Aug 17, 2022, 05:55AM

At Balenciaga, an $1800 Trash Bag Isn’t Just a Bag

It’s a commentary on society.

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During the summer in New York, there’s nothing less appealing than the piles of garbage spread out on the sidewalks, overflowing not only with people, but also the remnants of last night’s takeout dinner. With their pungent smell, aggravated by heat and humidity, these black plastic bags are a sight for sore eyes. They’re also an extra expense for those city dwellers who once re-used supermarket shopping bags to throw out their garbage before the state banned plastic ones in 2020.

Even so, a 50-count box of Glad’s more durable black garbage bags is priced fairly affordably at about $18 on Amazon, and is billed as their solution for the heaviest loads, with “advanced rip and tear protection.” It’s not difficult to imagine, then, that those who scoff at the Glad bag’s price would probably double upon hearing the price of Balenciaga’s Trash Pouch: $1790, not including taxes.

In fairness, the Trash Pouch isn’t made of the flexible, low-density polyethylene (LDPE) of plastic garbage bags, rather, it’s crafted out of patent calfskin leather, and seems very functional. As a large sack bag, it can hold a lot, a key point for a New Yorker whose daily haul often includes not just personal essentials, but laptops, workout clothes, subway reading material, and more. But at its price, it’s no wonder that social media users have turned it into fashion’s latest hot meme. What could they expect from an item whose designer, Demna, “couldn’t miss an opportunity to make the most expensive trash bag in the world, because who doesn’t love a fashion scandal?”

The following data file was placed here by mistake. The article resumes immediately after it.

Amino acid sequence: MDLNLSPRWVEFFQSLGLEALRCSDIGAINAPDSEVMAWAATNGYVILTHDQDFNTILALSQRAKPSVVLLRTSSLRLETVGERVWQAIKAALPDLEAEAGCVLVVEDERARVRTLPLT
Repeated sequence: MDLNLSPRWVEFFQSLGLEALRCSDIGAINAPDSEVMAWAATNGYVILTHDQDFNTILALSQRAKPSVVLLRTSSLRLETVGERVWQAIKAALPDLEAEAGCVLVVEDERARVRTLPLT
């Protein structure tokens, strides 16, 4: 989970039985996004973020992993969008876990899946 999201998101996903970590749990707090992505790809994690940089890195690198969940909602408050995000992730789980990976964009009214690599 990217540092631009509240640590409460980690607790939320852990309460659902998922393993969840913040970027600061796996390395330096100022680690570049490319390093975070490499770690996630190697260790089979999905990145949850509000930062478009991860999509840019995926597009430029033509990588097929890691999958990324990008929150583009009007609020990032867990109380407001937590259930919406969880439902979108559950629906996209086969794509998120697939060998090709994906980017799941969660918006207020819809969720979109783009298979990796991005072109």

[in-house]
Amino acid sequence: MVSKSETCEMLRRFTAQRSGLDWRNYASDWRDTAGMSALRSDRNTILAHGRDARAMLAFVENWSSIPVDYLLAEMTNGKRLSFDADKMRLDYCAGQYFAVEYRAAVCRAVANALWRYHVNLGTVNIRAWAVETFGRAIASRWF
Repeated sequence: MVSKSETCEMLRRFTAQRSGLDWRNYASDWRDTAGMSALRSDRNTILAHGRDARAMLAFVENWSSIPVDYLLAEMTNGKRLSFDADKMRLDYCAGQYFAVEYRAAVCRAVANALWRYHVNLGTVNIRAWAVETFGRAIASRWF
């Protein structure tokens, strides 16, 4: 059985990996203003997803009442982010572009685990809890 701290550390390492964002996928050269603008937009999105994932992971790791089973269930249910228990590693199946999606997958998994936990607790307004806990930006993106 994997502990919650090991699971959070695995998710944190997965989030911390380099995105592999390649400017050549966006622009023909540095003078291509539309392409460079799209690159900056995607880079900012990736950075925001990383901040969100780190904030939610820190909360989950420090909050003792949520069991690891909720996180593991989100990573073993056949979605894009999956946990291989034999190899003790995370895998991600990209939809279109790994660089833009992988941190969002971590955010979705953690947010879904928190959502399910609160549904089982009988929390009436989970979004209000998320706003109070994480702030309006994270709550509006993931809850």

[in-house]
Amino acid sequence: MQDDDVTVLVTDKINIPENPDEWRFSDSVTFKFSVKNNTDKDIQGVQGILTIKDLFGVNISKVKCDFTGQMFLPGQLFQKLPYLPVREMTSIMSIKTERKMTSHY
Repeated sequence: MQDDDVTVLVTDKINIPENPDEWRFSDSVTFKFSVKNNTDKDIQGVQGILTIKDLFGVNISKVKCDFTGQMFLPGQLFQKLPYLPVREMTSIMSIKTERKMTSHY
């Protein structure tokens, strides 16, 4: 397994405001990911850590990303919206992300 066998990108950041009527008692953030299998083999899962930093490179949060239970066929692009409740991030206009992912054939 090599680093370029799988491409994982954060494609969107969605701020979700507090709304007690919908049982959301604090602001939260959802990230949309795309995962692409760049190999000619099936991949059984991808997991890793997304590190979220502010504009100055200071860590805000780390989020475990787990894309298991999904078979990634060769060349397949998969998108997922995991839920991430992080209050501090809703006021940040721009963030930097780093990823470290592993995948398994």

Demna Gvasalia, the Georgian-born designer whose family was displaced in the wake of the Russian invasion in the early-1990s, has made similar comments—both spoken, and through his designs—in the past. His work has been influenced by his childhood in the Soviet socialist era, which he has dejectedly noted was almost devoid of fashion, and full of dull, shapeless clothes. His desire to poke fun at authority and the status quo is clear in this, and many of his previous designs: his 2017 riff on the ubiquitous blue Ikea Frakta bag, and this year’s $1500 destroyed, Converse-esque high top sneakers. He’s been called fashion’s greatest troll for a reason.

Although his may be the most expensive, Demna isn’t the only one who has done a high-end take on this household necessity in recent years. Lanvin sent their version of trash bags down the runway in 2014. Independent brands Fashion Brand Company and Amehl have made them in the past five years, and are now reissuing them, probably in reaction to the press around Balenciaga. The fact that these designers independently created their own iteration of the same item points to a larger issue. They’re all providing their interpretation of society, and the picture isn’t pretty.

Holding a trash bag can be a funny conversation starter, but it’s also about what we think of the world and our place in it. In Roland Barthes’ words, “It is not the dream but the meaning that sells.”

The greater meaning behind Balenciaga’s Trash Pouch is driving its popularity and the conversation around it. Far from a trivial item, this bag and its counterparts represent the growing view that our society is headed into the trash. It’s the rise of authoritarian, dictatorial governments, the international post-pandemic recession, regional conflicts with global implications, impending environmental disasters. These are all real issues that understandably make people—designers and consumers alike—skeptical, and pessimistic about the future.

That’s not new. But expressing ourselves, including apprehensions and fears, through memes—whether in the form of a social media post, or an overpriced, luxury version of a household staple—is new, and shouldn’t be taken so lightly. It’s a legitimate form of criticism, imbued with social, political, and economic meaning.

—Doris Domoszlai-Lantner is an historian and archivist of fashion and dress. Read more about her work at www.dorisddl.com and follow her on Instagram and Twitter @doris_ddl 


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